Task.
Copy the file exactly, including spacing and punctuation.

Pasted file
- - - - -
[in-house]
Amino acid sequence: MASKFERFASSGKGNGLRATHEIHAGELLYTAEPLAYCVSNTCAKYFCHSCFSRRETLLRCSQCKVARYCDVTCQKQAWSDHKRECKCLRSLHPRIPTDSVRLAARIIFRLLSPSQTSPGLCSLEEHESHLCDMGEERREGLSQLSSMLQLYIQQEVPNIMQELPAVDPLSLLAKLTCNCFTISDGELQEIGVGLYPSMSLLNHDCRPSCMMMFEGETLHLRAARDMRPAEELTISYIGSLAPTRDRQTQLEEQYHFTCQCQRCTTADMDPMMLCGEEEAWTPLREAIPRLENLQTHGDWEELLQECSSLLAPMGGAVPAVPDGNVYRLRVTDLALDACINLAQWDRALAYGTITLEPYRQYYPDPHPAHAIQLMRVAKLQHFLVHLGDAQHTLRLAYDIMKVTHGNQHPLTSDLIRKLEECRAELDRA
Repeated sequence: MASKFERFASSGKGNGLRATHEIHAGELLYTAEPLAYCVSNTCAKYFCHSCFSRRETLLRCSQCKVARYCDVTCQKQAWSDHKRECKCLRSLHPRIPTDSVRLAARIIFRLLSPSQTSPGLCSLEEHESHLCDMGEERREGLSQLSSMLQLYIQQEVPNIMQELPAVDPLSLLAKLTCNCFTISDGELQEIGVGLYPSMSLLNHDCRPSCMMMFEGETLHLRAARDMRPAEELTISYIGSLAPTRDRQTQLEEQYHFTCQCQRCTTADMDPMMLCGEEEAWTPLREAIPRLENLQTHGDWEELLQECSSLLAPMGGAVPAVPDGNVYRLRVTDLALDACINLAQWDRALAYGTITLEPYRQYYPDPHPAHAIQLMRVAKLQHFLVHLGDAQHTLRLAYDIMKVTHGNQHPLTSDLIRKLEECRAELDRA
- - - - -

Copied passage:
[in-house]
Amino acid sequence: MASKFERFASSGKGNGLRATHEIHAGELLYTAEPLAYCVSNTCAKYFCHSCFSRRETLLRCSQCKVARYCDVTCQKQAWSDHKRECKCLRSLHPRIPTDSVRLAARIIFRLLSPSQTSPGLCSLEEHESHLCDMGEERREGLSQLSSMLQLYIQQEVPNIMQELPAVDPLSLLAKLTCNCFTISDGELQEIGVGLYPSMSLLNHDCRPSCMMMFEGETLHLRAARDMRPAEELTISYIGSLAPTRDRQTQLEEQYHFTCQCQRCTTADMDPMMLCGEEEAWTPLREAIPRLENLQTHGDWEELLQECSSLLAPMGGAVPAVPDGNVYRLRVTDLALDACINLAQWDRALAYGTITLEPYRQYYPDPHPAHAIQLMRVAKLQHFLVHLGDAQHTLRLAYDIMKVTHGNQHPLTSDLIRKLEECRAELDRA
Repeated sequence: MASKFERFASSGKGNGLRATHEIHAGELLYTAEPLAYCVSNTCAKYFCHSCFSRRETLLRCSQCKVARYCDVTCQKQAWSDHKRECKCLRSLHPRIPTDSVRLAARIIFRLLSPSQTSPGLCSLEEHESHLCDMGEERREGLSQLSSMLQLYIQQEVPNIMQELPAVDPLSLLAKLTCNCFTISDGELQEIGVGLYPSMSLLNHDCRPSCMMMFEGETLHLRAARDMRPAEELTISYIGSLAPTRDRQTQLEEQYHFTCQCQRCTTADMDPMMLCGEEEAWTPLREAIPRLENLQTHGDWEELLQECSSLLAPMGGAVPAVPDGNVYRLRVTDLALDACINLAQWDRALAYGTITLEPYRQYYPDPHPAHAIQLMRVAKLQHFLVHLGDAQHTLRLAYDIMKVTHGNQHPLTSDLIRKLEECRAELDRA